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Tuesday, August 29, 1972. Fla. Sentinel-Bulletin Published every Tues. and F ri. Get Both Ed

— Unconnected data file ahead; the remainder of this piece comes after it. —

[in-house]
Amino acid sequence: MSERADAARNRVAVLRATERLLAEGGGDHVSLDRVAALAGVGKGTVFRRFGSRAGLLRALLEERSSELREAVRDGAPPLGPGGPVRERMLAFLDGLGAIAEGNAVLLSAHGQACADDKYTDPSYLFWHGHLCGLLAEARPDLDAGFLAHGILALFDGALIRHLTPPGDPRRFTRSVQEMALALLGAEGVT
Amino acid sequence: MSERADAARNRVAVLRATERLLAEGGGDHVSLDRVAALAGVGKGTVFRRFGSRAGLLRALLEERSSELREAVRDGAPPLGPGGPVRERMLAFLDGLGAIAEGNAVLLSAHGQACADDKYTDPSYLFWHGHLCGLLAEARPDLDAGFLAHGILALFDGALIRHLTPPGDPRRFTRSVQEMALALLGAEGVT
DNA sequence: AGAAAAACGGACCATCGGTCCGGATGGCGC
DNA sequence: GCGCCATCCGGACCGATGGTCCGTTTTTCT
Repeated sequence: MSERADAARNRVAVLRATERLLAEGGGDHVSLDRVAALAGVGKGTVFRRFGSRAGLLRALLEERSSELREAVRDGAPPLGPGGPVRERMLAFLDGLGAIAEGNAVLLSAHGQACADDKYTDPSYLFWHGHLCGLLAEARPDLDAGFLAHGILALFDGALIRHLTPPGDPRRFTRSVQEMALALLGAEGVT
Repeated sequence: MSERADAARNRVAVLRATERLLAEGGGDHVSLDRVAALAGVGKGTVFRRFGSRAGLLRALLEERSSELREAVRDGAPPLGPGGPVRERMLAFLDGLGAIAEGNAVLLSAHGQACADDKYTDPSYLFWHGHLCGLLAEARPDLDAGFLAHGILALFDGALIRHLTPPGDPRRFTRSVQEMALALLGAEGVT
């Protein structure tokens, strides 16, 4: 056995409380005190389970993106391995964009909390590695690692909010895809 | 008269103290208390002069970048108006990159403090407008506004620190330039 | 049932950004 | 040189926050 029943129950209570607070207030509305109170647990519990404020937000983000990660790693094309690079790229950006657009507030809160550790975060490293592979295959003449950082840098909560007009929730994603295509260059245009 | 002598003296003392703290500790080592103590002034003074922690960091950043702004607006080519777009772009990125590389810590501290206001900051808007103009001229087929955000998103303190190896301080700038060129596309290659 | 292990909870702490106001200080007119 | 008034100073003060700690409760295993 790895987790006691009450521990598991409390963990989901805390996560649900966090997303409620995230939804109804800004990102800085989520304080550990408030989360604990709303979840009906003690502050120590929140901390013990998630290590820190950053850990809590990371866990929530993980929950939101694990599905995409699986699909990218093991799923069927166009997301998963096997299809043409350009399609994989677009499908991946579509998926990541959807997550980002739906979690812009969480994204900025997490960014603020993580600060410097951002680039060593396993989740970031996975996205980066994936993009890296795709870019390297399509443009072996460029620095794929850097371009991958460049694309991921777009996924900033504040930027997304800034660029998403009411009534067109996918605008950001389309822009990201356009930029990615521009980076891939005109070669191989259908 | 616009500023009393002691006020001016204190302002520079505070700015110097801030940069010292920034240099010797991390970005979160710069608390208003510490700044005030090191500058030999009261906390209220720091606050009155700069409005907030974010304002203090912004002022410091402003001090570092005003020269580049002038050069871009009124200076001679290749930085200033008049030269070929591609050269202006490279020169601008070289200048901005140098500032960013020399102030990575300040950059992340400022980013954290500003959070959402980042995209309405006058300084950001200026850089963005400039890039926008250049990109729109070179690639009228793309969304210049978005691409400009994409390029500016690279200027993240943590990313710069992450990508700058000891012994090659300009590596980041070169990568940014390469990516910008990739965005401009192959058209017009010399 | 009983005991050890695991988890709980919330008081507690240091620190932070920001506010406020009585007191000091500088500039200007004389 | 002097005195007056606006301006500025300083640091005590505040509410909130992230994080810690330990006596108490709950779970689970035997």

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Homemakers Forum ROSE CRUTCHFIELD suGGESTED FOOTBALL GAME ATTIRE l)arien Harris Robinson, black women's fashion buyer. for one ;,' of New York: City's most pre stigious fashion said thaJ, the in thing f.e held in New Yo,rk City; :be the velve ,, teen blazer,.: plaid slacks, ribbed turtlenec ked sweater. and Gucci .,hoes She :emp_ hasi:iep (and women will. understand this) mix and. ma. tch. She also stated that in regard to shoes a lot of women will be wearing the in style called platforms. The game, which is called the Whitney M. Young, Jr. Memorial Football Classic; will be played in Yankee Stadium on September 9 at 2:00 P. M; CONSULTING SERVICE The California Brandy Ad visory Board, formed last year by leading brandymakers, has established a home entertain ment consulting service and a general news bureau to provide consumer information on all matters concerning brandy and distilled spirits in general. The home entertainment consulting service is supported by .specialists in a variety of areas, including h ome enconomics, entertainment and contem porary living. Services offered range from food and beverage ;recipes to unusual entertain ment and dining ideas. Feature material and graphic services are also avaiable. PRICE O F BREAD GOING UP WASHINGTON Bakers, c laimi ng wheat sales to the Soviet '.Union have triggered higher flour costs, say our d aily bread i s on the verge of going up two to .three cents per loaf. "The wheat market went ape and the Russian situation added fuel to the fire," said Richard W. Daspit, president of the American Bakers Association. Whihi he to predict flatly what might happen to '.bre-ad prices; Daspit said the higher flour cost alone add one cent to the cost of'. producing a loaf of bread. By the time sales commissions and retail markups a:re added, the increas e to consumers could be at least two cents and perhaps three cents per loaf, the bakers say. "It's a low-profit business," Da,spit said. !'And when flour goes up sharply, it makes one hell of a sq1aeeze." According to the Agriculture the avera>ge retail cost of a one-pound loaf of 'bread -many sold today are e4 ounces was 'slightly less than 25 cents i n June. Farmers Teceived about 3.6 cents of that cost. MOTOR STALJ,S If the blender's motor stalls, here's the probable, cause: to much food in container. Rem edy: blend small amounts. Noon Day High Rise Mrs. Sammie L. Scott, Pres Mrs. Tommie M. White, Rept. The Noon >Day High Rise prayer band will meet Thursday at :11 2 at the home orf Mr and Mrs. Hosey ;Patterson, 1>51115 Union St., !Apt 211i o Mini ster Timot!hy Cal houn is the director; National Prayer Band Mrs. Bertha Berry, Pres. The National Prayer Band No. 5 will meet Wednesday at 1 1 2 at the home of Mrs: Emme r Wil liams, 2916 Banza St. Rev. W. T. Jones is president. Caramel Crescents dress for a party as Creset:nts --. laky, quick-to-fix dinner rolls, navor-accented with peanuts hint of orange, Preparation is so easy because the salt and are pre lended into enriched !lour, You add only shortening d milk. 'tlihile the '-'self-rising" means ease of preparation, ''en iched" means good health because the flour also contains th& essential B-vitamlns thiamine, niacin and riboflavin and the minerals, calcium and iron, t To complete the tasty treats, simply roll the biscuit dough into a circle, cut into wedges and spread with a piquant combination ()f melted caramel candy, chopped peanuts, orange juice and ()range rind. Roll up the wedges and arrange in crescents. Bak& nd presto -a tempting tidbit that is sure to disappear quickly. Include Caramel Crescents in lunch boxes, keep a plentiful nack supply in the house or pass them around at the next: l>r!dge club meeting. They're guaranteed good P.at.ing and. made with = CARAMEL 16 rolls I cups enriched self-risinJt Yz to %. cup milk flouro Caramel Filling cup shortening Cut shortening into flour until mixture resembles coarsfl Clrumbs. Blend in enough milk to make a soft dough. TUrn ontC) lightly floured surface and knead gently 30 seconds Roll out !nto circle 15-inches in diameter. Cut into 16 wedges ,with Caramel Filling. Starting at' w!de end, roll up each wedge; \ ehape into crescent. Place on foil-lined bilking sheet. Bake ; ):>reheated 45o oven 10 to 12 minutes, or 1mtil lightly browned.! !rom baking sheet immediately, 4 Filling: / l cup vanilla :